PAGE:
What motivates us? It also works, meaning we get results. Look at operation Sudan in 2018 – 2019. We literally changed the course of African history. I started it with a few others from a homeless shelter computer lab in NYC, and helped a revolution in Africa. Just think about that. Anonymous was once one of Time Magazines top 100 people at one time, I have helped INTERPOL and the FBI make dozens of arrests internationally worldwide, been given lines to Air Force Intelligence in Yemen, all because Anonymous operations and online activism. You CAN change the world from a key board, and Anonymous knows this. You just have to work hard enough for it, so this is what many try to do.”
3.) Hacktivism is a complex term: could you provide a definition of it and what ‘being a hacktivist’ mean?
Answer: “I think my answer to #2 answers your question here.”
4.) The golden age of hacktivism was probably the period 2010-2016. Do you think we are witnessing its decline? If so, what are the reasons behind it?
Answer: “Well it all started with the FBI crackdowns which hit Anonymous very hard prior to 2015. Then we built up again and got mixed in with the whole Russian propagandist and fake news fiasco, so US Congress, Google, Facebook, and the President of the United States literally all teamed up to fight us, because no one knew who we were or what our true motivations were. As a ghostwriter, The Washington Post, Google and Facebook cited my work and the work I sourced to other websites as Russian Propaganda through the prop or not list and nearly all were banned offline/censored. Meanwhile, in real life, I had 3 verified pages on Facebook, 4 inclusions into Google News index and was an American conservative. But that doesn’t matter to them, anyone whom was Anonymous at the time was the enemy – automatically. The 2016 US Presidential election changed the course of history, including for hacktivism. All of our top platforms, pages and websites were essentially attacked and banned offline. Then, when the money stopped flowing in, the platforms shutdown, stopped running and people scattered. By 2017 everything was remnants of the year beforehand and there were no more central points of contacts for random or new people to find us. Anonymous HQ was the biggest Anonymous forum and webchat in the world in 2015-2016, sometimes thousands of people on at a time – millions of views/reads daily. After what Google and Facebook did to us, it was destroyed.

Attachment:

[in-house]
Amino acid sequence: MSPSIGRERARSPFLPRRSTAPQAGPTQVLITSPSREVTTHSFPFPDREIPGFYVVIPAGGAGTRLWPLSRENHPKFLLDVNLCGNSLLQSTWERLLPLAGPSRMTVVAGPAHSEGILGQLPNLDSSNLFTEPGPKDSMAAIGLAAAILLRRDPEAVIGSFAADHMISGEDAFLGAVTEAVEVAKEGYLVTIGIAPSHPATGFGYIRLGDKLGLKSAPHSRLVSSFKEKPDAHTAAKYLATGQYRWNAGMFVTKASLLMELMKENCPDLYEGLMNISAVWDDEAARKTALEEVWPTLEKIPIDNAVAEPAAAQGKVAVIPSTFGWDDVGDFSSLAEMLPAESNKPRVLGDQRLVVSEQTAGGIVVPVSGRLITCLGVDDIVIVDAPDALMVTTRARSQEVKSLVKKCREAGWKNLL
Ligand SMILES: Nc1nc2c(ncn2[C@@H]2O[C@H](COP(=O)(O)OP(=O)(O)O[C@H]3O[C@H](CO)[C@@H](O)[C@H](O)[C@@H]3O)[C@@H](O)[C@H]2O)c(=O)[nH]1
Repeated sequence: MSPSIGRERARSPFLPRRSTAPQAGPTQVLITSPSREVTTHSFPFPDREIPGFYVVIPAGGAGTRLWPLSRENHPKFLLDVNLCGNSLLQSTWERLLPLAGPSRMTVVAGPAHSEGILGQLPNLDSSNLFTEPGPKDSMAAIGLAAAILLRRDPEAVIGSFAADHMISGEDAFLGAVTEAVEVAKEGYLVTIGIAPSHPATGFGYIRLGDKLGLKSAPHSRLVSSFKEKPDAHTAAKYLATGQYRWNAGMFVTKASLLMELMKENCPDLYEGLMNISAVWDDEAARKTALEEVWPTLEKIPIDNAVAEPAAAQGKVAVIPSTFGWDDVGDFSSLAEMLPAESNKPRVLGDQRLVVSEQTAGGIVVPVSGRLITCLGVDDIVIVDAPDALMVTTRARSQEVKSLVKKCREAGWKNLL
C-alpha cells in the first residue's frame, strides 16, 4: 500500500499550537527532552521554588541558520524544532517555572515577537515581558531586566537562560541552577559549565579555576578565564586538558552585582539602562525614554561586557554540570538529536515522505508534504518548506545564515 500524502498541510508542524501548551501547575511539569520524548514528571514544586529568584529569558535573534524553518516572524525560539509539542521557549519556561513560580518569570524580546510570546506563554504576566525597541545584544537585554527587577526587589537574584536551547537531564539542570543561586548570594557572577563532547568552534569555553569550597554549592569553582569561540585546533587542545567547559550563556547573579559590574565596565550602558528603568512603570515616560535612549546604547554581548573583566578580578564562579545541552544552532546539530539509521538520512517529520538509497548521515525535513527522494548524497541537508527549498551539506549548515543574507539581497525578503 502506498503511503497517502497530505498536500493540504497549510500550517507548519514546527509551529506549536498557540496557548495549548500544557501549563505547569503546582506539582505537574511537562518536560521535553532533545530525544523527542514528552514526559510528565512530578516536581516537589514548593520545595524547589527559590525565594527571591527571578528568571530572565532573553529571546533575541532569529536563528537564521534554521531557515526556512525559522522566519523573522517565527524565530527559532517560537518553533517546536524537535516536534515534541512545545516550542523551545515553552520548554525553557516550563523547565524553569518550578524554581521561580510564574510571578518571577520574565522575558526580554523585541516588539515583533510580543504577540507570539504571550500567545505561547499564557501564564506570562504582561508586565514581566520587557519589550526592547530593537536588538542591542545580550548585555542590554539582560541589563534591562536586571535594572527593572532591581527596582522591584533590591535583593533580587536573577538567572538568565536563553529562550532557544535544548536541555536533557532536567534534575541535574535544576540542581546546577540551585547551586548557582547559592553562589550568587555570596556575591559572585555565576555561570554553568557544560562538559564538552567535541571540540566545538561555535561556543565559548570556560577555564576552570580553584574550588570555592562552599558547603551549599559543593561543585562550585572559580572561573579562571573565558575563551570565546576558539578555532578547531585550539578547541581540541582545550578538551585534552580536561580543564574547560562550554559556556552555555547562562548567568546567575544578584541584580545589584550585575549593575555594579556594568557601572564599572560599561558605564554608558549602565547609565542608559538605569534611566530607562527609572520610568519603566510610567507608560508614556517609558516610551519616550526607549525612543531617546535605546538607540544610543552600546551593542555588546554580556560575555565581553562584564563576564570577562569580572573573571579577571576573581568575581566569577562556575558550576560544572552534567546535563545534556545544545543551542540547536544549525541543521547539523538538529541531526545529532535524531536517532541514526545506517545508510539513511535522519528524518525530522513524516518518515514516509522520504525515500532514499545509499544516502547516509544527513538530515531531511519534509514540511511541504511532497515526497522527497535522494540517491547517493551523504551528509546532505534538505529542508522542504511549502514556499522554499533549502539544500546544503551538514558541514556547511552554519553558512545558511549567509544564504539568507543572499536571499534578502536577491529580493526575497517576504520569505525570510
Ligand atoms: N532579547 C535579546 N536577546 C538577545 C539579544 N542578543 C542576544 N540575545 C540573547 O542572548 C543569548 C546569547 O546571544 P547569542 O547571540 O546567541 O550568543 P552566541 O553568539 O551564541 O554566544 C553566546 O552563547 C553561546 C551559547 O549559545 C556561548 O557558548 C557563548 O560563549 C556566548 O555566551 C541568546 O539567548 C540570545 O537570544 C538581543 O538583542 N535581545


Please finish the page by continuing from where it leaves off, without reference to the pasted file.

Getting back into hacktivism in 2018/2019 what I am finding is that the death of hacktivism is relative to geography. Meaning in the USA and Europe where it flourished during its Golden Age as you say, it is dead in the USA and Europe now. But on the other hand hacktivism is exploding in the Middle East, Africa, South America and South East Asia. These are also some of the least advanced countries/territories in the world in terms of cyber security, which is a direct correlation to the rise of hacktivism there I think.
For question number 4 I also think you need to look at the age of the people behind the movement. Many were inspired by movies like the Matrix and V for Vendetta. Maybe these people were teenagers or in their early 20s when these movies and these movements came out. The Matrix is 20 years old at this point. If you were 13 then, you are 33 now. If you were 20, you are 40 now. So the older people get the less time they have to play online or do things online because of adult life. Indubitably, this has also led to the death of the movement – the people originally behind it just got too old to keep playing games online and became remedial wage earners like the rest of society and it just kind of fell off.”
** EDITORS NOTE: For the record, it might sound like I am saying Anonymous is dead, but I do not believe this at all, that was just the direction the question took me in that case. **